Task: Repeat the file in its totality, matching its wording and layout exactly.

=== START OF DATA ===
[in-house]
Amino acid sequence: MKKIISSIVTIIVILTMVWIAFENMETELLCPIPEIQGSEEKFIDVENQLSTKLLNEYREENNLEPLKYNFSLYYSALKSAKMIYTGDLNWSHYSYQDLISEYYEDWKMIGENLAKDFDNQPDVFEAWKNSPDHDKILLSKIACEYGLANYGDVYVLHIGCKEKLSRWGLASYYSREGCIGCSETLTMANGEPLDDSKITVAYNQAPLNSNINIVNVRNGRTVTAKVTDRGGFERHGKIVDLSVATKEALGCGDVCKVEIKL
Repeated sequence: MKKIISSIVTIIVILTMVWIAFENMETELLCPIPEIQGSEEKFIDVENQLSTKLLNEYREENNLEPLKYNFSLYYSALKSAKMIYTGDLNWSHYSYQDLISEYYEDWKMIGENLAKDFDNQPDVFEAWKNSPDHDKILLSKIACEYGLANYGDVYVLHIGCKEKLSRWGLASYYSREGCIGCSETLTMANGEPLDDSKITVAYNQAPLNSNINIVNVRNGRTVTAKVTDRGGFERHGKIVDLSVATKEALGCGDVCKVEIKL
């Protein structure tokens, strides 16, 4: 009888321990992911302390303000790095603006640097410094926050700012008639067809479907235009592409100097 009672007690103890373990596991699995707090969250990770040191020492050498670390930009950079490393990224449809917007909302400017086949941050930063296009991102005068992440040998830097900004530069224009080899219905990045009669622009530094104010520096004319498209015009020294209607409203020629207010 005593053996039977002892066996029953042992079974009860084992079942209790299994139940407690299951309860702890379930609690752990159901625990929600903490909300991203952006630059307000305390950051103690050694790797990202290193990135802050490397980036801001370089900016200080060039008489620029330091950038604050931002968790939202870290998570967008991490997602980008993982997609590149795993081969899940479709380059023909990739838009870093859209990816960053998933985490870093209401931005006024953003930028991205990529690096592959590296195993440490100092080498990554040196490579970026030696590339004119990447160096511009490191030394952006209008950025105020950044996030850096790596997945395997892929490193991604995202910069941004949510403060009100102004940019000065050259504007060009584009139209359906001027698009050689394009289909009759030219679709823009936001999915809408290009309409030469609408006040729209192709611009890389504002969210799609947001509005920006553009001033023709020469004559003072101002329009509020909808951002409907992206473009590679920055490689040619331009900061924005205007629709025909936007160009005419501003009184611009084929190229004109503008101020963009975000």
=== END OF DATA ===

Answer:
[in-house]
Amino acid sequence: MKKIISSIVTIIVILTMVWIAFENMETELLCPIPEIQGSEEKFIDVENQLSTKLLNEYREENNLEPLKYNFSLYYSALKSAKMIYTGDLNWSHYSYQDLISEYYEDWKMIGENLAKDFDNQPDVFEAWKNSPDHDKILLSKIACEYGLANYGDVYVLHIGCKEKLSRWGLASYYSREGCIGCSETLTMANGEPLDDSKITVAYNQAPLNSNINIVNVRNGRTVTAKVTDRGGFERHGKIVDLSVATKEALGCGDVCKVEIKL
Repeated sequence: MKKIISSIVTIIVILTMVWIAFENMETELLCPIPEIQGSEEKFIDVENQLSTKLLNEYREENNLEPLKYNFSLYYSALKSAKMIYTGDLNWSHYSYQDLISEYYEDWKMIGENLAKDFDNQPDVFEAWKNSPDHDKILLSKIACEYGLANYGDVYVLHIGCKEKLSRWGLASYYSREGCIGCSETLTMANGEPLDDSKITVAYNQAPLNSNINIVNVRNGRTVTAKVTDRGGFERHGKIVDLSVATKEALGCGDVCKVEIKL
């Protein structure tokens, strides 16, 4: 009888321990992911302390303000790095603006640097410094926050700012008639067809479907235009592409100097 009672007690103890373990596991699995707090969250990770040191020492050498670390930009950079490393990224449809917007909302400017086949941050930063296009991102005068992440040998830097900004530069224009080899219905990045009669622009530094104010520096004319498209015009020294209607409203020629207010 005593053996039977002892066996029953042992079974009860084992079942209790299994139940407690299951309860702890379930609690752990159901625990929600903490909300991203952006630059307000305390950051103690050694790797990202290193990135802050490397980036801001370089900016200080060039008489620029330091950038604050931002968790939202870290998570967008991490997602980008993982997609590149795993081969899940479709380059023909990739838009870093859209990816960053998933985490870093209401931005006024953003930028991205990529690096592959590296195993440490100092080498990554040196490579970026030696590339004119990447160096511009490191030394952006209008950025105020950044996030850096790596997945395997892929490193991604995202910069941004949510403060009100102004940019000065050259504007060009584009139209359906001027698009050689394009289909009759030219679709823009936001999915809408290009309409030469609408006040729209192709611009890389504002969210799609947001509005920006553009001033023709020469004559003072101002329009509020909808951002409907992206473009590679920055490689040619331009900061924005205007629709025909936007160009005419501003009184611009084929190229004109503008101020963009975000």